ASX has reported a statutory profit after tax of $73.6 million for the first half of the 2023 financial year, a 70.6 per cent fall on the same period a year ago, impacted by the CHESS derecognition charge of $176.3 million announced by the market operator last year.
In its half-year results released on Thursday, ASX said that it had delivered “resilient financial performance” driven by steady operating revenue of $499.5 million (-0.4 per cent). Underlying net profit after tax of $250 million was broadly in line with the previous period (-0.1 per cent).
“This is a pleasing performance, and it was achieved in a period of notable change for our organisation and volatility in our external environment,” said ASX managing director and chief executive officer Helen Lofthouse.
Listings revenue lifted 5.4 per cent to $109.7 million while revenue from ASX’s technology and data division was up 8.3 per cent to $117.5 million.
ASX said that it had also benefitted from a strong rise in net interest income. This was reported to have been offset by a 2.2 per cent decline in markets to $138.8 million and a 9.1 per cent fall in revenue in its securities and payments business to $133.5 million.
Meanwhile, the market operator’s total expenses were 6.8 per cent higher, driven by additional resource commitments to technology, risk management, and customer activities, which were partially offset by a lower depreciation charge.
“It’s been a busy and challenging period, but also invigorating as I feel good progress has been achieved in that time. We’ve reshaped the leadership team, there’s been notable board renewal, we’ve set a fresh purpose for the organisation and we’re working on our new five-year strategy which we will share in June,” Ms Lofthouse said.
ASX noted that it has maintained its 90 per cent payout ratio of underlying NPAT and declared an interim dividend payment of 116.2 cent per share, payable on 29 March.
CHESS replacement project update
Ms Lofthouse also provided an “extensive update” regarding ASX’s CHESS replacement project. The Australian and Securities Investments Commission (ASIC) and the Reserve Bank instructed the market operator to improve its program delivery capabilities and bring the CHESS replacement project back on track last November.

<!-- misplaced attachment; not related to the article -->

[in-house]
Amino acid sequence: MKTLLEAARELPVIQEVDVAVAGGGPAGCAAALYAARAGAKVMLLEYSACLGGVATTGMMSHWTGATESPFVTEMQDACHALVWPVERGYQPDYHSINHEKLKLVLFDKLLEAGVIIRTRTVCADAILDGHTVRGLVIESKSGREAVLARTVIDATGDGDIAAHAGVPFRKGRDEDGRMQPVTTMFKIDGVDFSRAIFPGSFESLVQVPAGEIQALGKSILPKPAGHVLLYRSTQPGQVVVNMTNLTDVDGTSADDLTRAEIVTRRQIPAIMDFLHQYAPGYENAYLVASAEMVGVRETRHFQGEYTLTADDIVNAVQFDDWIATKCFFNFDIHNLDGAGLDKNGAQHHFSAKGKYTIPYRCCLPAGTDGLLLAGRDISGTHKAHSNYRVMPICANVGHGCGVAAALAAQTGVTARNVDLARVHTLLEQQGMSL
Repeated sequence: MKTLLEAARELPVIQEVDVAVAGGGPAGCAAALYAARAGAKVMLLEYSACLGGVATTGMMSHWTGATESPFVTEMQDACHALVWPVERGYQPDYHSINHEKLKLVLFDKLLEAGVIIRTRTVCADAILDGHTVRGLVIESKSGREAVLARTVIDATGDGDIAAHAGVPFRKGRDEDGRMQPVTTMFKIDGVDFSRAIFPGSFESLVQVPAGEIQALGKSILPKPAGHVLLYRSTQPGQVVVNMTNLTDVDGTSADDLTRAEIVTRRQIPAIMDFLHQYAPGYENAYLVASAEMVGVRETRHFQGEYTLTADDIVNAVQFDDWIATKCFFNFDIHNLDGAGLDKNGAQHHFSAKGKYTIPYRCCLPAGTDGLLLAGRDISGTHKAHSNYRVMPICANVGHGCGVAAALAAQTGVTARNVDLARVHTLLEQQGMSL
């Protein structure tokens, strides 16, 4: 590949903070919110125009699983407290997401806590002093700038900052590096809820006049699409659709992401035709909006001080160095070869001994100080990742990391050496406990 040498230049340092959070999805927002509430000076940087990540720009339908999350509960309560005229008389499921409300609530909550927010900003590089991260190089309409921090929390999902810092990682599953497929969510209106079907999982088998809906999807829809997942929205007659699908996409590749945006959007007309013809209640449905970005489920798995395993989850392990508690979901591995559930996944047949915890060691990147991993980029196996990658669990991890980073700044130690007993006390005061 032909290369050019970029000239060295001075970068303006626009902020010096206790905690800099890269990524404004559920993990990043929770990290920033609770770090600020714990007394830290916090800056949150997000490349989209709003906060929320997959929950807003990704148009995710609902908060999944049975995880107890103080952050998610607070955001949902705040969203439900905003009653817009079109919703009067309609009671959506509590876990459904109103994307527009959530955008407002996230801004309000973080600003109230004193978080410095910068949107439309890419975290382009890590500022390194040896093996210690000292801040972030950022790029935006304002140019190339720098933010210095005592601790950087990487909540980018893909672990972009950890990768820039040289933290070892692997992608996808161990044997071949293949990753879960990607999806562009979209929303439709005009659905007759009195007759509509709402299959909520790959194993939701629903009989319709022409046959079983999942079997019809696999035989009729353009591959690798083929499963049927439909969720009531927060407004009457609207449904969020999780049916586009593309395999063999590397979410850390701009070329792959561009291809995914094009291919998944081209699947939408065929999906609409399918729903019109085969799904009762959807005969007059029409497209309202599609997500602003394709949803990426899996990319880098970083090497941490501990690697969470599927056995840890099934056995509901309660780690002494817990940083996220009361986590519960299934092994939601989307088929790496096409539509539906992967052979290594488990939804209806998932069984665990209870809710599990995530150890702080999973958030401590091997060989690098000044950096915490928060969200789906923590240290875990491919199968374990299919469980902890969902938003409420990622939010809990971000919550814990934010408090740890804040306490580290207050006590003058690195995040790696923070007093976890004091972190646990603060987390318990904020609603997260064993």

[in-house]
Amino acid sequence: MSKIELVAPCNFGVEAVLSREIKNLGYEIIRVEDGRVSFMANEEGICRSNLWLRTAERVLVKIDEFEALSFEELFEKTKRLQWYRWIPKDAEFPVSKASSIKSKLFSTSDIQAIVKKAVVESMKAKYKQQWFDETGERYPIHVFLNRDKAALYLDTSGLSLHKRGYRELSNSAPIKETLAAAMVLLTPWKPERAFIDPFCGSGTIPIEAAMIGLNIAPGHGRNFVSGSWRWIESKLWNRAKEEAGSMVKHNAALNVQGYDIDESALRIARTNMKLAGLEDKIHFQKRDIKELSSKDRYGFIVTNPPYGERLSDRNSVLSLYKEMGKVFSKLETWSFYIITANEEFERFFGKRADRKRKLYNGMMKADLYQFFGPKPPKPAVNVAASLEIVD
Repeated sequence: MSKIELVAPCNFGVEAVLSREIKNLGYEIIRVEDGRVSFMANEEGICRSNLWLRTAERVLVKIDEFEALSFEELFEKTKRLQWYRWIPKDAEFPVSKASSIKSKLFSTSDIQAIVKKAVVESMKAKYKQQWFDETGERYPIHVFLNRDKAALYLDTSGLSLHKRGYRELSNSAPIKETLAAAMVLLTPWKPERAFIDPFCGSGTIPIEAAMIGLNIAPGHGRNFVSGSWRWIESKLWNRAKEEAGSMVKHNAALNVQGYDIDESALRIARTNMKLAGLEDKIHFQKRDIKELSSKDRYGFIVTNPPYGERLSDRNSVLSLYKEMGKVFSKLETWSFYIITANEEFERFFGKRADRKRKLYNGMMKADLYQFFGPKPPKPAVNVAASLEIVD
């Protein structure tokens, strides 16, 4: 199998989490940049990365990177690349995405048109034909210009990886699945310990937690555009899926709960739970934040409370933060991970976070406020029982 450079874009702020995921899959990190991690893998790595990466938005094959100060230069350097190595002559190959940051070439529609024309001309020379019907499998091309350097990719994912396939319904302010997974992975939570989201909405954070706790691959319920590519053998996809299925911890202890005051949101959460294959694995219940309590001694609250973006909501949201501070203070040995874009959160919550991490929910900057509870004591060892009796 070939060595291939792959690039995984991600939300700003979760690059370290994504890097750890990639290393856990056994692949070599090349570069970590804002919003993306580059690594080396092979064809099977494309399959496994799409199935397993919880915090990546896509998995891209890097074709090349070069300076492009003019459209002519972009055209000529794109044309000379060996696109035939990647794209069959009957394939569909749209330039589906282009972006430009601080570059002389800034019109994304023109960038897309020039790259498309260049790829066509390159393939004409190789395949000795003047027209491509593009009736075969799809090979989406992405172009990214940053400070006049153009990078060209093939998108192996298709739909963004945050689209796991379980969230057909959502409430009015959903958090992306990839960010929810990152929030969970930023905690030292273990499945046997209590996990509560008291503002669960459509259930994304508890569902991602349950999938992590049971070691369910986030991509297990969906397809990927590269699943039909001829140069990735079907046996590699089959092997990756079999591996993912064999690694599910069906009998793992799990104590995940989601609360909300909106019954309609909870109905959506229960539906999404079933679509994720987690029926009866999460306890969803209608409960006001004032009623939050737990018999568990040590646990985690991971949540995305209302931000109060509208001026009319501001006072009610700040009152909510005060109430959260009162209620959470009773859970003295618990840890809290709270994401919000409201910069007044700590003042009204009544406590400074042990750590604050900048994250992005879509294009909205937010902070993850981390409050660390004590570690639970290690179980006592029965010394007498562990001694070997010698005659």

“Part of resetting our approach has been a more intensive focus on listening. We understand that when we paused the project last November to revisit solution design, it signalled that we would need industry engagement for longer than had been anticipated,” said Ms Lofthouse.
“In recognition of this, we have established the CHESS Replacement Partnership Program, which acknowledges that it will take the combined efforts of many stakeholders to achieve the best outcome for the market.”
ASX indicated that the CHESS Replacement Partnership Program, whose total cost has been capped at $70 million, has two components.
“The first component recognises our direct customers by providing rebates to participants for their clearing and settlement fees,” the market operator explained.
“The second component aims to foster a closer working relationship with eligible stakeholders building to the platform by providing incentive payments. The incentive payments will be dependent on the final solution design, as that will determine how much fresh work will be undertaken and will also be linked to the achievement of project milestones.”
ASX also flagged that approximately $25 million of the cost of the program is expected to be incurred in the second half of the 2023 financial year.
“When it comes to CHESS replacement, we know this is a once-in-a-generation reset of this technology and it’s important that we get it right,” Ms Lofthouse concluded.